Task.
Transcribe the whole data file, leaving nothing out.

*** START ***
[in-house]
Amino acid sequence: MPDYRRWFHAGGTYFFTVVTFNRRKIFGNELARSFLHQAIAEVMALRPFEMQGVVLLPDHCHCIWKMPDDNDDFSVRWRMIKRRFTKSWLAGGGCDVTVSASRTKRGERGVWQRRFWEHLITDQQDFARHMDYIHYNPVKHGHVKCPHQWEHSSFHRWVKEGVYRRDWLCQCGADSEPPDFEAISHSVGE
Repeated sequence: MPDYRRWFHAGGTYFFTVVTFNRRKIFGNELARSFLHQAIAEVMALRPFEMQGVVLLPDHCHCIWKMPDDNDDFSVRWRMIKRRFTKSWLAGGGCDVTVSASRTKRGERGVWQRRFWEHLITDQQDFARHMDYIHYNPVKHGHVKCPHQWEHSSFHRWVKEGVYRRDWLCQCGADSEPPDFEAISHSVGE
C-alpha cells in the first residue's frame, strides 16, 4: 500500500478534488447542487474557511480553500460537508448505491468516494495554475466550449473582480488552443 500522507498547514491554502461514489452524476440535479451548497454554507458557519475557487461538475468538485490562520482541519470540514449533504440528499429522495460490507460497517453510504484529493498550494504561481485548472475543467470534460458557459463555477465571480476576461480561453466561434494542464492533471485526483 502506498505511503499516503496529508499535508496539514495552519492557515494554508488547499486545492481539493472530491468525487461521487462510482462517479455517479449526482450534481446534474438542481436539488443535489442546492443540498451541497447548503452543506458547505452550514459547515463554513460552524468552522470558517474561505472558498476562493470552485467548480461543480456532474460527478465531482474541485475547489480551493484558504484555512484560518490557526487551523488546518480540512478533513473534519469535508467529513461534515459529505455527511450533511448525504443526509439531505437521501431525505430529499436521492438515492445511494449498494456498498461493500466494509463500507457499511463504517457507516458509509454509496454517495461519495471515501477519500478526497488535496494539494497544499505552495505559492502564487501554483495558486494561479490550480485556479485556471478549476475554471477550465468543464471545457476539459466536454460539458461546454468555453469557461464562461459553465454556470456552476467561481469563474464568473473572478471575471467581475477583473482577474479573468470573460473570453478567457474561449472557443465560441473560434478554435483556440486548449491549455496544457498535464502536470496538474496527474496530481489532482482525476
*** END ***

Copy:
[in-house]
Amino acid sequence: MPDYRRWFHAGGTYFFTVVTFNRRKIFGNELARSFLHQAIAEVMALRPFEMQGVVLLPDHCHCIWKMPDDNDDFSVRWRMIKRRFTKSWLAGGGCDVTVSASRTKRGERGVWQRRFWEHLITDQQDFARHMDYIHYNPVKHGHVKCPHQWEHSSFHRWVKEGVYRRDWLCQCGADSEPPDFEAISHSVGE
Repeated sequence: MPDYRRWFHAGGTYFFTVVTFNRRKIFGNELARSFLHQAIAEVMALRPFEMQGVVLLPDHCHCIWKMPDDNDDFSVRWRMIKRRFTKSWLAGGGCDVTVSASRTKRGERGVWQRRFWEHLITDQQDFARHMDYIHYNPVKHGHVKCPHQWEHSSFHRWVKEGVYRRDWLCQCGADSEPPDFEAISHSVGE
C-alpha cells in the first residue's frame, strides 16, 4: 500500500478534488447542487474557511480553500460537508448505491468516494495554475466550449473582480488552443 500522507498547514491554502461514489452524476440535479451548497454554507458557519475557487461538475468538485490562520482541519470540514449533504440528499429522495460490507460497517453510504484529493498550494504561481485548472475543467470534460458557459463555477465571480476576461480561453466561434494542464492533471485526483 502506498505511503499516503496529508499535508496539514495552519492557515494554508488547499486545492481539493472530491468525487461521487462510482462517479455517479449526482450534481446534474438542481436539488443535489442546492443540498451541497447548503452543506458547505452550514459547515463554513460552524468552522470558517474561505472558498476562493470552485467548480461543480456532474460527478465531482474541485475547489480551493484558504484555512484560518490557526487551523488546518480540512478533513473534519469535508467529513461534515459529505455527511450533511448525504443526509439531505437521501431525505430529499436521492438515492445511494449498494456498498461493500466494509463500507457499511463504517457507516458509509454509496454517495461519495471515501477519500478526497488535496494539494497544499505552495505559492502564487501554483495558486494561479490550480485556479485556471478549476475554471477550465468543464471545457476539459466536454460539458461546454468555453469557461464562461459553465454556470456552476467561481469563474464568473473572478471575471467581475477583473482577474479573468470573460473570453478567457474561449472557443465560441473560434478554435483556440486548449491549455496544457498535464502536470496538474496527474496530481489532482482525476